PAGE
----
Department of Paediatric Haematology and Oncology,CLIP, Second Faculty of Medicine and Motol University Hospital,Prague,Tchèque, République;Department of Paediatric Haematology and Oncology,CLIP, Second Faculty of Medicine and Motol University Hospital,Prague,Tschechische Republik;Department of Paediatric Haematology and Oncology,CLIP, Second Faculty of Medicine and Motol University Hospital,Pragu
,
Leona Reznickova Rezkova
Affiliations:
Department of Paediatric Haematology and Oncology,CLIP, Second Faculty of Medicine and Motol University Hospital,Prague,Tchèque, République;Department of Paediatric Haematology and Oncology,CLIP, Second Faculty of Medicine and Motol University Hospital,Prague,Tschechische Republik;Department of Paediatric Haematology and Oncology,CLIP, Second Faculty of Medicine and Motol University Hospital,Pragu
,
Jan Stary
Affiliations:
Department of Paediatric Haematology and Oncology,Second Faculty of Medicine and Motol University Hospital,Prague,Tchèque, République;Department of Paediatric Haematology and Oncology,Second Faculty of Medicine and Motol University Hospital,Prague,Tschechische Republik;Department of Paediatric Haematology and Oncology,Second Faculty of Medicine and Motol University Hospital,Prague,Rep. Ceca;Depart
,
Ondrej Hrusak
Affiliations:
Department of Paediatric Haematology and Oncology,CLIP, Second Faculty of Medicine and Motol University Hospital,Prague,Tchèque, République;Department of Paediatric Haematology and Oncology,CLIP, Second Faculty of Medicine and Motol University Hospital,Prague,Tschechische Republik;Department of Paediatric Haematology and Oncology,CLIP, Second Faculty of Medicine and Motol University Hospital,Pragu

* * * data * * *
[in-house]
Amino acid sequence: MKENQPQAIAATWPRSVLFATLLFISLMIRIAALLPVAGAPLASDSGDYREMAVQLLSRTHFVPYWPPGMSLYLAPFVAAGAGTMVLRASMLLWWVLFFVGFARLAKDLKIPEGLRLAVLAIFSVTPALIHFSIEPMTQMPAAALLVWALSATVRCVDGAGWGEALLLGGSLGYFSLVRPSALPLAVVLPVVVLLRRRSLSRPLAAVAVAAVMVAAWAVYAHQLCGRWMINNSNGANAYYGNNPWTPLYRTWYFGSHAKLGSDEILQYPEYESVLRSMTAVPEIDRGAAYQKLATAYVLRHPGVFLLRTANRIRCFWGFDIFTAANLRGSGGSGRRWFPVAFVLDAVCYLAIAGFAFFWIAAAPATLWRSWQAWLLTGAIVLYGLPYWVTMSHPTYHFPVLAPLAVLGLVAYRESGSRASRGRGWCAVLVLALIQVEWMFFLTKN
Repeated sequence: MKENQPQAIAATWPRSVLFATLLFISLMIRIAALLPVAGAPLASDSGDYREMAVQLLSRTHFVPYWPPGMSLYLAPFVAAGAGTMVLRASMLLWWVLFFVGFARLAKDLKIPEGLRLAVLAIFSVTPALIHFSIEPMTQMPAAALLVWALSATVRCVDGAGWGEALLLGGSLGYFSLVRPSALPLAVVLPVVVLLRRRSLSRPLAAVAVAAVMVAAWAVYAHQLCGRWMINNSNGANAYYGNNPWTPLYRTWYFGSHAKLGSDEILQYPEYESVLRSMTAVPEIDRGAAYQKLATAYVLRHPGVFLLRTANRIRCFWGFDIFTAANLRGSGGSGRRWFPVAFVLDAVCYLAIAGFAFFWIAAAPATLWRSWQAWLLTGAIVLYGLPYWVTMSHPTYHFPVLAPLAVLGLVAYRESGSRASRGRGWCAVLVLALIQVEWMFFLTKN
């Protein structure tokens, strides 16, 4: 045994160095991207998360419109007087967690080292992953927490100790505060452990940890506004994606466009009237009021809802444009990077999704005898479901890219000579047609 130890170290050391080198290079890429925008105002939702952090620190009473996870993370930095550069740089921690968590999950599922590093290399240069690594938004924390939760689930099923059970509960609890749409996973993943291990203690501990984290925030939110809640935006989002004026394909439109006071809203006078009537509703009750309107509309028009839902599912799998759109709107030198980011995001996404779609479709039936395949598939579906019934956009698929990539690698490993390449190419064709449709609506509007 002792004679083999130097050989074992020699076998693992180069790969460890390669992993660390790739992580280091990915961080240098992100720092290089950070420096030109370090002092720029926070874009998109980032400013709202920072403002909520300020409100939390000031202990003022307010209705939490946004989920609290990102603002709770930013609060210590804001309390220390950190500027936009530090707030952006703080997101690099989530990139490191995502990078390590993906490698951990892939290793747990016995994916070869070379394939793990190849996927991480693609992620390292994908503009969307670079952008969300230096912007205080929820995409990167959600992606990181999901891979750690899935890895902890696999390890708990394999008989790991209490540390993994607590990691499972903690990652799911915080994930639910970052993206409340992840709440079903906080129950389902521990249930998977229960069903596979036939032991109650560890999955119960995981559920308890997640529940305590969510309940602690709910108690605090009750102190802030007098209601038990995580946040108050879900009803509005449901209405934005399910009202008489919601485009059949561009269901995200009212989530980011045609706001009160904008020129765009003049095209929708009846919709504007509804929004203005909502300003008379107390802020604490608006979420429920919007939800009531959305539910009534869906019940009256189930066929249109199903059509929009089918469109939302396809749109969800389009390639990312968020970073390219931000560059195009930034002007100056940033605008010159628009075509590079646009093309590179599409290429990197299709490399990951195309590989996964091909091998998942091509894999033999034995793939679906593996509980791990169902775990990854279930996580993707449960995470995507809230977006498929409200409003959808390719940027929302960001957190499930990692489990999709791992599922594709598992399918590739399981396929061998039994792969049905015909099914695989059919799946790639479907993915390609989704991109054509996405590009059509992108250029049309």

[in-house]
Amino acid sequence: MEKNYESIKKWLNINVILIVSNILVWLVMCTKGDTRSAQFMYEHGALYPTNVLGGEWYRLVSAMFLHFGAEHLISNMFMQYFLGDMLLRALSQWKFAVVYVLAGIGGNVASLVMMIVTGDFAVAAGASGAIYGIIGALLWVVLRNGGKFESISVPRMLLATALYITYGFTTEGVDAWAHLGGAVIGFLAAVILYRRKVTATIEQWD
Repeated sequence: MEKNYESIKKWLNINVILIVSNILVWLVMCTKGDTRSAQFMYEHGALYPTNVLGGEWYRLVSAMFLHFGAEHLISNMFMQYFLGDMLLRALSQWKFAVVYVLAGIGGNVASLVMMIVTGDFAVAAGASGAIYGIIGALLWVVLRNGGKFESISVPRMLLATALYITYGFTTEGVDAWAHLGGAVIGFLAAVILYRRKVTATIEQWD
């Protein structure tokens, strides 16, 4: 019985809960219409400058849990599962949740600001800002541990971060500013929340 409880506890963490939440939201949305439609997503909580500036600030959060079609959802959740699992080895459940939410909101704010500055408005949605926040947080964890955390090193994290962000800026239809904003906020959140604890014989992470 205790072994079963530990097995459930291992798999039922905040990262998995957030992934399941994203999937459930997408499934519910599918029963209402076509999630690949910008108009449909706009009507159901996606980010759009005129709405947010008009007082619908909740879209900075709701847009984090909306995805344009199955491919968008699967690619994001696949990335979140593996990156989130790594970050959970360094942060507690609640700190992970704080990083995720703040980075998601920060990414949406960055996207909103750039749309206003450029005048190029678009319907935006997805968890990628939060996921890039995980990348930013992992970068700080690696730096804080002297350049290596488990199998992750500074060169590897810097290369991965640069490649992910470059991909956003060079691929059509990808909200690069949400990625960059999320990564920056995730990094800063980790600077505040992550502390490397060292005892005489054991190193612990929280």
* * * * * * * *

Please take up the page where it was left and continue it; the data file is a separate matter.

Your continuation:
Lucie Sramkova
Affiliations:
Department of Paediatric Haematology and Oncology,Second Faculty of Medicine and Motol University Hospital,Prague,Tchèque, République;Department of Paediatric Haematology and Oncology,Second Faculty of Medicine and Motol University Hospital,Prague,Tschechische Republik;Department of Paediatric Haematology and Oncology,Second Faculty of Medicine and Motol University Hospital,Prague,Rep. Ceca;Depart
(Abstract release date: 05/12/22) EHA Library. Vakrmanova B. 06/10/22; 357239; P376
Mrs. Barbora Vakrmanova
Mrs. Barbora Vakrmanova
Contributions
Abstract
Presentation during EHA2022: All (e)Poster presentations will be made available as of Friday, June 10, 2022 (09:00 CEST) and will be accessible for on-demand viewing until Monday, August 15, 2022 on the Congress platform.

Abstract: P376